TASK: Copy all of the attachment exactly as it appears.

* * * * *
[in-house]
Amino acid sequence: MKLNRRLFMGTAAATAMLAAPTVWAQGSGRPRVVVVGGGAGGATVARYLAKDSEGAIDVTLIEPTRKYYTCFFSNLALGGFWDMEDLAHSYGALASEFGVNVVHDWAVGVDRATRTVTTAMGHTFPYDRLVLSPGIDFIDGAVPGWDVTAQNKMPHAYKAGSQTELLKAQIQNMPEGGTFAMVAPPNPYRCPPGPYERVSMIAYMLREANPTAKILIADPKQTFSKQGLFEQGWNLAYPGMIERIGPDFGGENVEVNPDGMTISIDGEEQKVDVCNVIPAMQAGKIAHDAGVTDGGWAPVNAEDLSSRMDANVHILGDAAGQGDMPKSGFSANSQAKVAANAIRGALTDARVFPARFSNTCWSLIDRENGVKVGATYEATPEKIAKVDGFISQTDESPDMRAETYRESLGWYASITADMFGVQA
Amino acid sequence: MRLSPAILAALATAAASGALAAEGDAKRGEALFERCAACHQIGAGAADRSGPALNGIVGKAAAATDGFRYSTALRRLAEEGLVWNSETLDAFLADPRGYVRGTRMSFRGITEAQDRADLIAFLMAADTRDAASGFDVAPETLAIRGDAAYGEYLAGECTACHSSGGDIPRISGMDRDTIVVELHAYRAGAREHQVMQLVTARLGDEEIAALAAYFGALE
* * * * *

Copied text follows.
[in-house]
Amino acid sequence: MKLNRRLFMGTAAATAMLAAPTVWAQGSGRPRVVVVGGGAGGATVARYLAKDSEGAIDVTLIEPTRKYYTCFFSNLALGGFWDMEDLAHSYGALASEFGVNVVHDWAVGVDRATRTVTTAMGHTFPYDRLVLSPGIDFIDGAVPGWDVTAQNKMPHAYKAGSQTELLKAQIQNMPEGGTFAMVAPPNPYRCPPGPYERVSMIAYMLREANPTAKILIADPKQTFSKQGLFEQGWNLAYPGMIERIGPDFGGENVEVNPDGMTISIDGEEQKVDVCNVIPAMQAGKIAHDAGVTDGGWAPVNAEDLSSRMDANVHILGDAAGQGDMPKSGFSANSQAKVAANAIRGALTDARVFPARFSNTCWSLIDRENGVKVGATYEATPEKIAKVDGFISQTDESPDMRAETYRESLGWYASITADMFGVQA
Amino acid sequence: MRLSPAILAALATAAASGALAAEGDAKRGEALFERCAACHQIGAGAADRSGPALNGIVGKAAAATDGFRYSTALRRLAEEGLVWNSETLDAFLADPRGYVRGTRMSFRGITEAQDRADLIAFLMAADTRDAASGFDVAPETLAIRGDAAYGEYLAGECTACHSSGGDIPRISGMDRDTIVVELHAYRAGAREHQVMQLVTARLGDEEIAALAAYFGALE